Archive for category Defense
Cloud services can save a lot of time and money, but security is a frequent concern. You use the providers as a data store right now, but it is not simple to do so in a way that is available and flexible for live applications, keeps information confidential from the cloud provider and prevents the cloud provider from silently corrupting data to break your security model. The good news is that by layering existing technologies on top of each other, we can achieve those goals.
The basic idea is to use the untrusted system as a remote block storage device, then layer an encrypted mapped block device on top of that using LUKS to keep the cloud provider from seeing the data contents, then layer a filesystem that performs both metadata and data checksumming on top of that.
A common theme among information security commenters and keynotes is that infosec can and either will or should evolve to be more like structural engineering, product safety, and public health, as they have all but eliminating the risk of dying in a commercial aircraft accident or dying from polio. Why don’t we follow the same process to stop getting hacked? It would be nice if attackers were just a disease, pest, or accident that we could vaccinate, spray, or certify away. But we have intelligent, adaptive, goal-driven, human adversaries. So let’s learn from the fields that have been dealing with them for centuries.
“Buffer overflows Injection attacks DoS attacks Memory leakage Information disclosure Compromised systems” What is the common factor between all of those vulnerability classes? If you have heard advice on how to prevent or fix them, chances are that advice prescribed input validation. It’s a glib and common answer, especially to address most web application vulnerabilities: […]
-or- New tools to stop common laptop data thefts Why your OPSEC advice is wrong The internet security and privacy communities, law enforcement realms, all sides of the drug war, and the world as a whole have been enraptured by the unfolding saga of the Silk Road, the tor-hidden giant marketplace of illicit goods, and […]
If you manage systems with important data on them, you want to make sure you use the strongest form of authentication possible. Passwords are the worst form of authentication you can have, prone to theft, re-use, and hard to remember. SSH keys are much better, but the most secure option is to use a smart […]
As you may know, I’ve been involved with red teaming all levels of the CCDC, but I’ve also taken part in a number of CTF competitions. CCDC is one of a number of defense competitions growing in popularity, including the high-school level Cyber Patriot and military academy CDX. These stand in contrast to the longer-running Capture-The-Flag competitions commonly found at hacker conferences and elsewhere, which tend to focus on finding exploits for pieces of software. Defensive exercises have come under harsh criticism in the past few years, so are they really doing any good?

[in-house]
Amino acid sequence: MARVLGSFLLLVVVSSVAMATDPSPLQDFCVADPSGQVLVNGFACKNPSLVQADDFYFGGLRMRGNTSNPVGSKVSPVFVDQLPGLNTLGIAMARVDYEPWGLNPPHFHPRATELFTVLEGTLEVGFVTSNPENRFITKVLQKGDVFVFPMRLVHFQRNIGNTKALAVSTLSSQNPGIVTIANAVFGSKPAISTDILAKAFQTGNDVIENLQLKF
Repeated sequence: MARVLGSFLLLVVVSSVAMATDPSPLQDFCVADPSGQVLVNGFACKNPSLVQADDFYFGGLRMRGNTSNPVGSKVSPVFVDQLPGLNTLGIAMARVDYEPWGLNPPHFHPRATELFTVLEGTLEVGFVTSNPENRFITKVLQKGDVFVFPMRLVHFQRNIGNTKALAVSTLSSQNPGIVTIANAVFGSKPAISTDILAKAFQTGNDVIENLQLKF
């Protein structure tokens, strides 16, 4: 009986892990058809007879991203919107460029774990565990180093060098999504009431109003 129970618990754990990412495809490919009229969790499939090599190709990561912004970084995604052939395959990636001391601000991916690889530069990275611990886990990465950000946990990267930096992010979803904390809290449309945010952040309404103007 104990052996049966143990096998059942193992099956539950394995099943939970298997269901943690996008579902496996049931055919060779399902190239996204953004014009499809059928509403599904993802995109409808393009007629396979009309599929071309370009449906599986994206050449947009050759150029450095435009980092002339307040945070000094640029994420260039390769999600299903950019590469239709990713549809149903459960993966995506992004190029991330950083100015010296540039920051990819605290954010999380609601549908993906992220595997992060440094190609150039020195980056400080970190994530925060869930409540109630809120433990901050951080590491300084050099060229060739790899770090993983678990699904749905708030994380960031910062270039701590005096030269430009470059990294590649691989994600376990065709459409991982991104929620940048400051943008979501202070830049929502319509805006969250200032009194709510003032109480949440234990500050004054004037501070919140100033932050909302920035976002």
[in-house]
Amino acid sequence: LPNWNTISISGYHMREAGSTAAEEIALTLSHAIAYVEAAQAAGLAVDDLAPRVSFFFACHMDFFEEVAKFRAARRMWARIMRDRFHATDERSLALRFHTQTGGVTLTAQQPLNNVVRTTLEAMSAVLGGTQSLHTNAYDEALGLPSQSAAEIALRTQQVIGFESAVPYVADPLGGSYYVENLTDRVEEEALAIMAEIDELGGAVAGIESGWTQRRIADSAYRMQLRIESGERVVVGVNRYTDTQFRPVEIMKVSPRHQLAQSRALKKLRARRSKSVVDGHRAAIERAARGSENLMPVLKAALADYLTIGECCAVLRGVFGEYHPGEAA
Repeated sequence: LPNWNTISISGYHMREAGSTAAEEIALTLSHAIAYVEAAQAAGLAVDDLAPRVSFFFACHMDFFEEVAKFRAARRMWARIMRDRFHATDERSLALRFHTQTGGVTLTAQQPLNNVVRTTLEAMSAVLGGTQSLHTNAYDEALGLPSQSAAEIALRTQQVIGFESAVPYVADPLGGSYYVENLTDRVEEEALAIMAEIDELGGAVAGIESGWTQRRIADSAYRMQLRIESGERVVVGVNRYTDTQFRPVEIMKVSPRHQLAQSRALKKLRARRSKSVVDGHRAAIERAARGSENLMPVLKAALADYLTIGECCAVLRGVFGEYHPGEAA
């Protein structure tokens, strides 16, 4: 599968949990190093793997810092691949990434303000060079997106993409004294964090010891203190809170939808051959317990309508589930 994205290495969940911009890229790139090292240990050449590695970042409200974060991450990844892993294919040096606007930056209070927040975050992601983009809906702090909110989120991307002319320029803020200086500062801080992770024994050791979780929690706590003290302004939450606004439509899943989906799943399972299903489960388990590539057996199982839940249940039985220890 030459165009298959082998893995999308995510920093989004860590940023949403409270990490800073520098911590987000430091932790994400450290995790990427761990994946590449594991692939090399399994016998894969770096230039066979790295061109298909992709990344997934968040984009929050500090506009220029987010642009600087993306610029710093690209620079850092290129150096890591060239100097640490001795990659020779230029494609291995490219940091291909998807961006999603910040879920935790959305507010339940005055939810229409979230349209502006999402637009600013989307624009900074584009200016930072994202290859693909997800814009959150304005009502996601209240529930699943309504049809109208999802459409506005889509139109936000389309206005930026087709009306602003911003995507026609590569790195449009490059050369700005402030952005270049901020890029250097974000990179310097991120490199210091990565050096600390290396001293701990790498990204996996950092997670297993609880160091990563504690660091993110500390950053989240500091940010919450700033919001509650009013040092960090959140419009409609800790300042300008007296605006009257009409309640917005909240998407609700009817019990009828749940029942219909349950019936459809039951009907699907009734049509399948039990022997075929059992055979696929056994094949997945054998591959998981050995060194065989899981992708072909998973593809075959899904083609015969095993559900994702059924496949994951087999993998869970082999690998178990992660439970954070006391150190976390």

One of the most outspoken critics of CCDC has been Chris Eagle. He compares his significant experiences in the Defcon CTF, which his team has won twice, and defensive competitions, primarily with CDX….
Chris Eagle (surprisingly honestly) said “I have pigeonholed myself into the binary software analysis arena.” He continued to explain how NPS has developed many tools that make them really good at the Defcon CTF but aren’t applicable to the real world, since they’re tailored to alert on Defcon flags and those specific types of binaries, and would be unlikely to alert on real attacks. As he said, “It’s really kinda focused on the game” and “We’ve gamed the game a lot” since “We’d seen the same kind of game three times.”
We have also seen a number of students at CCDC develop their own scripts and tools to use at CCDC. The difference I see is that so far, all the custom tools I have seen students employ could be used on real networks as well to harden systems or detect & disable real malware. This is another indication that CCDC, as opposed the Defcon CTF finals, is not teaching students how to “game the game” it’s teaching them how to defend a real network.
One common technique used by a lot of exploits, malware, and obfuscated software is to dynamically generate or download an executable or DLL file, run it or load it, then delete it. I frequently catch even legitimate software doing this, but I am always curious as to what executable code the authors are trying to hide. Saving those automatically generated files is a core feature of any decent sandbox out there, but in many cases, you see this activity on a production system and don’t know where the file is coming from. Especially if it only happens infrequently, it often doesn’t make sense to try to put the whole system in a sandbox. So instead, I just use a simple trick with NTFS file permissions.
DerbyCon this year was awesome as usual. I presented “The Infosec Revival: Why owning a typical network is so easy, and how to build a secure one.” The video is here on Youtube: Or you can check out the slides here: The RDP video is here: And the VM isolation video is here: I should […]
Unless you have not patched your domain controller in the past five years, chances are, if an intruder gets domain admin or enterprise admin level access, they probably did it through credential theft. One of the biggest recurring themes of countless intrusion and pentest reports is that to accomplish lateral movement and privilege escalation to […]